Chapter 7 and 13 bankruptcy: Means test

SOME debtors contemplating filing bankruptcy have expressed their personal preference of filing Chapter 7 bankruptcy, instead of Chapter 13, for various reasons such as a shorter time frame to get a discharge under a Chapter 7 bankruptcy filing. While a majority of bankruptcy filings may qualify for Chapter 7 Bankruptcy, some might not. One needs to pass the means test to be eligible for Chapter 7 bankruptcy filing.

The Bankruptcy Abuse Prevention and Consumer Protection Act (BAPCPA), enacted in October 2005, introduced the concept of the “means test” which is meant to determine whether debtor filers are eligible to file a Chapter 7 liquidation bankruptcy or whether hey should instead file a Chapter 13 ankruptcy plan. ebtors whose debts are not rimarily consumer debts or who is a disabled eteran and ncurred debt rimarily during ctive duty or performing a homeland defense activity are exempt from the means test.

The first part of the means test is to determine the debtor’s urrent average monthly income for the last six (6) months prior to filing bankruptcy. [The current average monthly income refers to all taxable and non-taxable income from all sources, unless otherwise exempted, including those of the non-filing spouse (if married)]. If the debtor’s monthly income is less than the applicable median income based on the family size for his state, he can file a Chapter 7 bankruptcy. If his monthly income is more, he has to pass the second part of the means test. For instance, in CA, the current state median income for a three (3) person household is $ 75,160 per year.  If you belong to a family of three (3) and your combined yearly income does not exceed $75,160, you are eligible to file Chapter 7. You do not have to finish the rest of the means test.

On the other hand, if your monthly income exceeds this amount, you have to finish the means test (Form 122A-2) and the computations can be complex and confusing. In the second part of the means test, you need to determine if you have enough disposable income after deducting the allowable monthly expenses (based on IRS guidelines) to pay in full or in part the unsecured debts (such as credit card debts or medical bills). Allowable monthly expenses may include basic living expenses such as food, clothing and shelter, transportation, telecommunication expenses, child care, future payments for secured debts and others. You are not qualified to file Chapter 7 bankruptcy if your disposable income adds up to more than a certain amount. If so, you have to file Chapter 13 bankruptcy.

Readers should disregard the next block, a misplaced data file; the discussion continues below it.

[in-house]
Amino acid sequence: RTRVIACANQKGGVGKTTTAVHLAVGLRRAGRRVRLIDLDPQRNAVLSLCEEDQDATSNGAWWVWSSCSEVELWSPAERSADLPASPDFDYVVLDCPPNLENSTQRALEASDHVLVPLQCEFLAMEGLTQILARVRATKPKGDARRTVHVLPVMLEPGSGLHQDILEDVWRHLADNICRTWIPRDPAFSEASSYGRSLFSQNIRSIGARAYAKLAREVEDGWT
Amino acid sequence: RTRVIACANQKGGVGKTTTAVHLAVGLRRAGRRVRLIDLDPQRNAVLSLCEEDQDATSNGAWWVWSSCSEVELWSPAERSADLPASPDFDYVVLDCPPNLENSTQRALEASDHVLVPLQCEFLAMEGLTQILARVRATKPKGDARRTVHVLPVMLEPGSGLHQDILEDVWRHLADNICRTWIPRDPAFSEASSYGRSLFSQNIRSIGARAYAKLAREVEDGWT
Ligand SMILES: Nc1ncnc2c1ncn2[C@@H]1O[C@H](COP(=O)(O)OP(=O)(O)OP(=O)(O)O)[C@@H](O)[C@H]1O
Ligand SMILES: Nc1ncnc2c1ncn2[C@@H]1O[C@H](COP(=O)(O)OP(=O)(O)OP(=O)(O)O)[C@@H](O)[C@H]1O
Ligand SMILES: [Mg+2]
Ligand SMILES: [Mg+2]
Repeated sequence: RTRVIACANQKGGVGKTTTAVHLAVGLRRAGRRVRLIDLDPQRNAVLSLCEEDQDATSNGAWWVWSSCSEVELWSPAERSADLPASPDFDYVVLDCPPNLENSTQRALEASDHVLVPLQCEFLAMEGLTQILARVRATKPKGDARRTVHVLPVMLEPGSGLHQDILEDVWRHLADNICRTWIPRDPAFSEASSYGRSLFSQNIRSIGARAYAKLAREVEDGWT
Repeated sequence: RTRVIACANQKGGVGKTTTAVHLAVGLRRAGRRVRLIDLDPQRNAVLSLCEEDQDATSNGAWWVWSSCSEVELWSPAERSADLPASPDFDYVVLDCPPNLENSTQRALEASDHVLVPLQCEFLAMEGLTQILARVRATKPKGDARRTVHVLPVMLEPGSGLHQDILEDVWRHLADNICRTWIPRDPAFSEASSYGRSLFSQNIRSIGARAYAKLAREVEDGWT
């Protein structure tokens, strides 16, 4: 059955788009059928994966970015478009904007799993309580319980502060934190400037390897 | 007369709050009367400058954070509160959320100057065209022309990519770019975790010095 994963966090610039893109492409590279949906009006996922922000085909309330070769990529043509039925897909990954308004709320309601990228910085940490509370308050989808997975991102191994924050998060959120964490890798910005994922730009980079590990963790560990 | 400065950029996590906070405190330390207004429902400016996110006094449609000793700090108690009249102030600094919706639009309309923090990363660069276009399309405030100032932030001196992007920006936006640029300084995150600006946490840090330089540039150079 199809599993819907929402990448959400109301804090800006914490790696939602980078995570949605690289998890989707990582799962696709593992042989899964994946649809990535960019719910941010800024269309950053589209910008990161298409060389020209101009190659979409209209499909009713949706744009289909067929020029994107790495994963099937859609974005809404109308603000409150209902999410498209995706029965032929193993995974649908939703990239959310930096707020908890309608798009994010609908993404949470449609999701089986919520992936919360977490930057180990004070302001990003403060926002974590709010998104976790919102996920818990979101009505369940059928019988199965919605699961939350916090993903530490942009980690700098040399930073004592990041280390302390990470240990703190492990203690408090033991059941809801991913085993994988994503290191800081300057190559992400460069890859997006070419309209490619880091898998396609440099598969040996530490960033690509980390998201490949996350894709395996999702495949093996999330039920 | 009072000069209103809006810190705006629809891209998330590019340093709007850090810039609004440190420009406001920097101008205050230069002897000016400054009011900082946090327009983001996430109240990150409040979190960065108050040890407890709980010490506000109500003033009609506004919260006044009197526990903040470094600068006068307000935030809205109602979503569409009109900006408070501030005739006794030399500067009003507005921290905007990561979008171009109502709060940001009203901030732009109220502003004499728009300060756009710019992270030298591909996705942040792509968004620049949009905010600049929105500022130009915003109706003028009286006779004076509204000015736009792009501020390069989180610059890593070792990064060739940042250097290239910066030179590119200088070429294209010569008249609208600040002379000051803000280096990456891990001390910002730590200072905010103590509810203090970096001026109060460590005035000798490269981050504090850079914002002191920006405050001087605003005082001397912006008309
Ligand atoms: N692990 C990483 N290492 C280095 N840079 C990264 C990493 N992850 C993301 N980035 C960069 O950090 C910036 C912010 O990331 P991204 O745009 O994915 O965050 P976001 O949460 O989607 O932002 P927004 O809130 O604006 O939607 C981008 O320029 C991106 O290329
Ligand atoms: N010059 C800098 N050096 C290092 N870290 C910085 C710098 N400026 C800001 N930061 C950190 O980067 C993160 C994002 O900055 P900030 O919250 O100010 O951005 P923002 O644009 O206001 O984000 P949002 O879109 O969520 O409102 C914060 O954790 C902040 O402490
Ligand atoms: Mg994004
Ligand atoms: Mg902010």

If a Chapter 7 petition is filed and later there is a determination that the debtor filer is not qualified, the court can either dismiss the petition or convert it into a Chapter 13 petition, upon finding that the relief sought under Chapter 7 would be “abuse” under the ppropriate provisions of the bankruptcy law.

If you are contemplating of filing bankruptcy or other alternatives, it is advisable to seek the counsel of a bankruptcy lawyer o uide you on the intricacies of filing for such a petition.


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Atty. Gwendolyn Malaya-Santos is a member of the State Bar of California and the Integrated Bar of the Philippines. To schedule for a free initial in-person consultation, please call Tel. Nos. (213) 284-5984 or (626) 329-8215. Atty. Santos’ office is located at 3450 Wilshire Blvd., Suite 1200, Los Angeles, CA 90010. 

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Information contained in this article does not, nor is it intended to, constitutes legal advice for any specific situation and does not create a lawyer-client relationship. It likewise does not constitute a guarantee, warranty, or prediction regarding the outcome of your legal matter. 

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